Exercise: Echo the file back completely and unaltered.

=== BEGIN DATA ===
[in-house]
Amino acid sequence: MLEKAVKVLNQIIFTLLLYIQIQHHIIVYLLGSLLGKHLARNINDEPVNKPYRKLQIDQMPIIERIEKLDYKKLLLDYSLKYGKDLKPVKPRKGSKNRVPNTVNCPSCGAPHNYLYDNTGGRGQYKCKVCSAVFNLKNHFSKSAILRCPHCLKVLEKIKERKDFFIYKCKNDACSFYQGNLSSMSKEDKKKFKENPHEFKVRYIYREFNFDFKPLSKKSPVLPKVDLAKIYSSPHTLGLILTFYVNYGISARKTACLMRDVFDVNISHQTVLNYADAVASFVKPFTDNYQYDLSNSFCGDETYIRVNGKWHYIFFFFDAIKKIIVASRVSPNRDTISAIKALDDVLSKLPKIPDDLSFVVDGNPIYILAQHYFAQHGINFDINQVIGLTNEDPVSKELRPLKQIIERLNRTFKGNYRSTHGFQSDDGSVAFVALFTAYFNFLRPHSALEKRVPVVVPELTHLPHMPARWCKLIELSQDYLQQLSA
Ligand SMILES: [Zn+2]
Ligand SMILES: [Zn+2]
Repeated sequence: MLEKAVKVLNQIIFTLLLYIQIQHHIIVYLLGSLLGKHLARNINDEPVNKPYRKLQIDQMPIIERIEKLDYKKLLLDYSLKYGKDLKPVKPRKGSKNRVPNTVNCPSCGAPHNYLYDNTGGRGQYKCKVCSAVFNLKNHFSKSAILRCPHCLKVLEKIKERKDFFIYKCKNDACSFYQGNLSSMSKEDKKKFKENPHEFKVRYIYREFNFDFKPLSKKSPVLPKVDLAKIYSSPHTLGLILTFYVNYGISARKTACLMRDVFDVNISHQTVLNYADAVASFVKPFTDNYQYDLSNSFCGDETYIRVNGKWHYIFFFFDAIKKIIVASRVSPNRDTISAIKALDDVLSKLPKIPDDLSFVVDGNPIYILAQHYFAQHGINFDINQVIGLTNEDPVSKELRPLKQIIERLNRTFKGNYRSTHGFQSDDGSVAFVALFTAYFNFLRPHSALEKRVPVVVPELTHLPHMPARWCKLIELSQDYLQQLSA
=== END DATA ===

[in-house]
Amino acid sequence: MLEKAVKVLNQIIFTLLLYIQIQHHIIVYLLGSLLGKHLARNINDEPVNKPYRKLQIDQMPIIERIEKLDYKKLLLDYSLKYGKDLKPVKPRKGSKNRVPNTVNCPSCGAPHNYLYDNTGGRGQYKCKVCSAVFNLKNHFSKSAILRCPHCLKVLEKIKERKDFFIYKCKNDACSFYQGNLSSMSKEDKKKFKENPHEFKVRYIYREFNFDFKPLSKKSPVLPKVDLAKIYSSPHTLGLILTFYVNYGISARKTACLMRDVFDVNISHQTVLNYADAVASFVKPFTDNYQYDLSNSFCGDETYIRVNGKWHYIFFFFDAIKKIIVASRVSPNRDTISAIKALDDVLSKLPKIPDDLSFVVDGNPIYILAQHYFAQHGINFDINQVIGLTNEDPVSKELRPLKQIIERLNRTFKGNYRSTHGFQSDDGSVAFVALFTAYFNFLRPHSALEKRVPVVVPELTHLPHMPARWCKLIELSQDYLQQLSA
Ligand SMILES: [Zn+2]
Ligand SMILES: [Zn+2]
Repeated sequence: MLEKAVKVLNQIIFTLLLYIQIQHHIIVYLLGSLLGKHLARNINDEPVNKPYRKLQIDQMPIIERIEKLDYKKLLLDYSLKYGKDLKPVKPRKGSKNRVPNTVNCPSCGAPHNYLYDNTGGRGQYKCKVCSAVFNLKNHFSKSAILRCPHCLKVLEKIKERKDFFIYKCKNDACSFYQGNLSSMSKEDKKKFKENPHEFKVRYIYREFNFDFKPLSKKSPVLPKVDLAKIYSSPHTLGLILTFYVNYGISARKTACLMRDVFDVNISHQTVLNYADAVASFVKPFTDNYQYDLSNSFCGDETYIRVNGKWHYIFFFFDAIKKIIVASRVSPNRDTISAIKALDDVLSKLPKIPDDLSFVVDGNPIYILAQHYFAQHGINFDINQVIGLTNEDPVSKELRPLKQIIERLNRTFKGNYRSTHGFQSDDGSVAFVALFTAYFNFLRPHSALEKRVPVVVPELTHLPHMPARWCKLIELSQDYLQQLSA